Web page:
This article first appeared in the The Orange County Register.
California’s economic revival has sparked widespread notions, shared by Jerry Brown and observers elsewhere, that its economy — and policy agenda — should be adopted by the rest of the country. And, to be sure, the Golden State has made a strong recovery in the last five years, but this may prove to be far more vulnerable than its boosters imagine.
The driver of the latest California “comeback,” the Silicon Valley-San Francisco tech boom, is beginning to slow in terms of both job growth and startup activity. The most recent job numbers, notes Chapman University economist Jim Doti, show that employment growth in the information sector has slowed over the past year from almost 10 percent to under 2 percent. Particularly hard-hit is high-tech startup formation, which is down by almost half from just two years ago.
This slowdown extends also to the professional business services sector, which has become increasingly intertwined with tech. In a recent survey of professional business service growth for Forbes magazine, economist Mike Shires and I found that last year Silicon Valley and San Francisco growth rates were considerably lower than those in boomtowns such as Nashville, Tenn.; Dallas, San Antonio and Austin, Texas; Orlando, Fla.; Salt Lake City and Charlotte, N.C. With the exception of Orange County, the rest of Southern California performed below the national average.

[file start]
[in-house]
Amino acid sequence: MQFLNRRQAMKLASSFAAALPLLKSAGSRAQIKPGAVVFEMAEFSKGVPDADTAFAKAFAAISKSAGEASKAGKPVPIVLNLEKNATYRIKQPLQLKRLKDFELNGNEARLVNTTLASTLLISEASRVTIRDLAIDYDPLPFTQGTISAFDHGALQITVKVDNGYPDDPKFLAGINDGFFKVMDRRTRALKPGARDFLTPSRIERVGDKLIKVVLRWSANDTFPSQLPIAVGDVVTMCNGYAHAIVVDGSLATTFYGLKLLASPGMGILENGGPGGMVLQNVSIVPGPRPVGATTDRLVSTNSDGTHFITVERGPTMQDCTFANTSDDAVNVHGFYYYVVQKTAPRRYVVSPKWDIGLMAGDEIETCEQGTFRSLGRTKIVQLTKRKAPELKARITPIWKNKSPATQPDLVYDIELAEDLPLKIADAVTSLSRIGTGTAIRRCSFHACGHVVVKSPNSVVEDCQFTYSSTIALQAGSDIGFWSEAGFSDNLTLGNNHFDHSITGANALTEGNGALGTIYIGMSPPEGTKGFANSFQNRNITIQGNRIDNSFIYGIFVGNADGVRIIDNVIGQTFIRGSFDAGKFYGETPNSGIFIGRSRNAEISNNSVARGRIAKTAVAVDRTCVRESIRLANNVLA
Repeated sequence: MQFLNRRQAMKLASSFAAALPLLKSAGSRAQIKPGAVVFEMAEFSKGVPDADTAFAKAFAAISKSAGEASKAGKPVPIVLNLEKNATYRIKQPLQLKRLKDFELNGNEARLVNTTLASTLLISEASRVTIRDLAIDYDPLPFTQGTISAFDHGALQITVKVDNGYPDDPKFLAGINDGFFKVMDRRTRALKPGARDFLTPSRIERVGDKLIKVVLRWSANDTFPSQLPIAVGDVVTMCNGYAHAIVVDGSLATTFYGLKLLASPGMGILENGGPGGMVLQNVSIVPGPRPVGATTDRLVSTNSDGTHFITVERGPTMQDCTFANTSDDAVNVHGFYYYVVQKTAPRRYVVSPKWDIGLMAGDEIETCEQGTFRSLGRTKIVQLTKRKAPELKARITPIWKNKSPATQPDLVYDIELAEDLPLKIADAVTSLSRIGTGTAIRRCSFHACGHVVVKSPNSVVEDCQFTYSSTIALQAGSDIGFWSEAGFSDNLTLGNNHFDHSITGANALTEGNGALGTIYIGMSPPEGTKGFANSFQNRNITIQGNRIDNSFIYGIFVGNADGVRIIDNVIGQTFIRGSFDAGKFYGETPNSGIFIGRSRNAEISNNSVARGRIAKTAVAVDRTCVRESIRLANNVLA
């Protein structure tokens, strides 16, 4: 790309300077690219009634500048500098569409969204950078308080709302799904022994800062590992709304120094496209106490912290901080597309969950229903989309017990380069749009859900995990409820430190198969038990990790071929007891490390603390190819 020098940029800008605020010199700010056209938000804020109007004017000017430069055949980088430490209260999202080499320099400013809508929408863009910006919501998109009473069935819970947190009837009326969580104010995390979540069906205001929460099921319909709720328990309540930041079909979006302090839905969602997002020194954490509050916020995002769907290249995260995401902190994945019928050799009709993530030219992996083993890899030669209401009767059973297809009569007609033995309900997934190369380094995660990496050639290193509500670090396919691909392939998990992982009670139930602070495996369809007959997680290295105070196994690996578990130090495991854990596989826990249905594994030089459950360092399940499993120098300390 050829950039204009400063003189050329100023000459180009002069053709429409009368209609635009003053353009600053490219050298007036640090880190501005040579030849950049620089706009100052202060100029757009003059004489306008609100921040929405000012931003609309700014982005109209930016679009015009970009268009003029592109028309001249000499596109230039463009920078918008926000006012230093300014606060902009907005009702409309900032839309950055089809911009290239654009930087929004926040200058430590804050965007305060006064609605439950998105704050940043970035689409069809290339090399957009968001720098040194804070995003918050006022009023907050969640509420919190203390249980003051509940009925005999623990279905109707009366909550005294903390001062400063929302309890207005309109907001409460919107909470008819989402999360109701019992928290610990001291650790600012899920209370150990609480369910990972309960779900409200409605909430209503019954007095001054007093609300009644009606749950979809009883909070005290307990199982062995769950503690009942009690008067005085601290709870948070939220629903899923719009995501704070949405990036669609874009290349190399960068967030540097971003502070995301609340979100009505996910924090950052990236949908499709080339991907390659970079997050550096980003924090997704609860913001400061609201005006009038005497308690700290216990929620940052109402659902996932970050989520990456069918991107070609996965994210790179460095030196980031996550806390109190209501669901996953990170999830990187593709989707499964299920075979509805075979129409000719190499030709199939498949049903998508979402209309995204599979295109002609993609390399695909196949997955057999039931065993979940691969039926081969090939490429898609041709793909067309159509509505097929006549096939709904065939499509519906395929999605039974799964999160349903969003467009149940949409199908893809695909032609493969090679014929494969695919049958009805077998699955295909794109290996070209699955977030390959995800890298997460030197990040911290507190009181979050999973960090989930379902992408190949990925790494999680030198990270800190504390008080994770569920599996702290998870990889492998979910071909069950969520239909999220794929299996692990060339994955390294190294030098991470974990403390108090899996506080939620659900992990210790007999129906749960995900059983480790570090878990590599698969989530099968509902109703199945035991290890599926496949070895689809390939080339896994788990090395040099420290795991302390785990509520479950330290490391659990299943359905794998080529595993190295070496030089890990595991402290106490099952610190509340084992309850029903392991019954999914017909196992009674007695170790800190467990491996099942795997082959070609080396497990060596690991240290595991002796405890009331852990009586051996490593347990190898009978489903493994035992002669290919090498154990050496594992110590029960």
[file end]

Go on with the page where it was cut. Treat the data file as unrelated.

The historical perspective
Historically, California’s great strength was the diversity of its economy, stretching from high-tech and aerospace to finance, entertainment, energy, basic manufacturing and homebuilding. Yet, during the most recent boom, the growth of high-wage job growth largely took place in one region — the Bay Area — while other sectors generally stagnated or shrank.
Silicon Valley and its urban annex, San Francisco, have brilliantly expanded the scope of the digital revolution. Google and Apple have become the world’s most valuable companies, and the Valley, along with Puget Sound in the state of Washington, account for four of the 10 wealthiest people on the planet, and virtually all of the self-made billionaires under 40.
This success has masked greater problems in the rest of the state. Southern California, home to over half the state’s population, has seen only modest high-wage job growth, both in tech and business services, since 2000.
Read the entire article at The Orange County Register.